Exploring high selective catalysts via fabrication of oxygen vacancy on TiO2
Oxygen vacancy (Ov) significantly influences the oxidation process through oxygen adsorption and activation. Element doping can fabricate oxygen vacancy on titanium dioxide (TiO2), but the effects of the dopants on the oxidation reaction over oxygen vacancy remain unclear.
A research team from the Research Center for Eco-Environmental Sciences of the Chinese Academy of Sciences has recently fabricated oxygen vacancy by doping nitrogen into anatase TiO2. Their results were published in Cell Reports Physical Science.
To fabricate oxygen vacancy with different structures, the researchers doped nitrogen (N) and boron (B) into anatase TiO2 (N-TiO2 and B-TiO2). Both N-–Ti3+–Ov and Ti3+–Ov were observed in N-TiO2, but only Ti3+–Ov in TiO2 and B-TiO2. The results showed that N-–Ti3+–Ov is more reactive than Ti3+–Ov in O2 activation.
In addition, the N-–Ti3+–Ov active sites formed in N-TiO2 significantly enhance the thermal yield and selectivity of the oxidation of the primary C–H bonds in toluene.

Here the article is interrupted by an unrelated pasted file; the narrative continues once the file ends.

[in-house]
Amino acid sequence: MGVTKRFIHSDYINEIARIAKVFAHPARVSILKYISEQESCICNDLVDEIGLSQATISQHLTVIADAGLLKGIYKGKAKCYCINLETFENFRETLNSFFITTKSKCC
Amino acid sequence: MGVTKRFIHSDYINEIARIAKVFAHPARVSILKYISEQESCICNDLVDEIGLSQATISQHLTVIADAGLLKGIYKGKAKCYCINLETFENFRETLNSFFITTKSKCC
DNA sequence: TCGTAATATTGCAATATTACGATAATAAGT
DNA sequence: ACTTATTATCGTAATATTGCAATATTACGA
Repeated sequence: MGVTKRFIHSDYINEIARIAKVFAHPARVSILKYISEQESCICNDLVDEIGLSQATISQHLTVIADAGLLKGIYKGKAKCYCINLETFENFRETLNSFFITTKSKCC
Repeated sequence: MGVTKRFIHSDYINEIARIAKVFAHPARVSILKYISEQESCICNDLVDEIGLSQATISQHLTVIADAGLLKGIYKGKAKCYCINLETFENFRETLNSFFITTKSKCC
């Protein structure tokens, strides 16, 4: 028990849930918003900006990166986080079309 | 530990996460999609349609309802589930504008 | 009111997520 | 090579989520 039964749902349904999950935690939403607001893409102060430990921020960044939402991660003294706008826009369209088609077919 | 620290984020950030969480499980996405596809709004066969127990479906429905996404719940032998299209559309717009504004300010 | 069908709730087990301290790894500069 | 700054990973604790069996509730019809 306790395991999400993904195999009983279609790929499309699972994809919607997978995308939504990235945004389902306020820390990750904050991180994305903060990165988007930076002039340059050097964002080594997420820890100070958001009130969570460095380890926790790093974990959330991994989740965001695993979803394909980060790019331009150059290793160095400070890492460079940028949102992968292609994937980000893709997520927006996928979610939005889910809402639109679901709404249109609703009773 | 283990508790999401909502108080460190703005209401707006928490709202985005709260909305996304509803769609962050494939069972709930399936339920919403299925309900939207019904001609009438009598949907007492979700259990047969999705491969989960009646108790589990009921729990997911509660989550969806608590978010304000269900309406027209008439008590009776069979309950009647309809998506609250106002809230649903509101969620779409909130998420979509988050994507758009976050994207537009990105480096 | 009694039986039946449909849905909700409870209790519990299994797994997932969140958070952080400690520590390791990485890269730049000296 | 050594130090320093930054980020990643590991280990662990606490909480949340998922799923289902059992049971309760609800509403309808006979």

The adsorption and activation of O2 are the rate-limiting step in the selective oxidation of primary C–H bonds in toluene. N-–Ti3+–Ov as electron donors contributed to a rapid formation of superoxygen species (·O2-), which demonstrated to be active oxygen for primary C–H bond oxidation.
The fabrication of N-–Ti3+–Ov sites opens a new avenue for dopants to improve the oxygen vacancy reactivity and enhance the primary C–H oxidation selectivity.
More information: Cheng Chen et al, Electron-donating N-–Ti3+–Ov interfacial sites with high selectivity for the oxidation of primary C–H bonds, Cell Reports Physical Science (2022). DOI: 10.1016/j.xcrp.2022.100936
Journal information: Cell Reports Physical Science
Provided by Chinese Academy of Sciences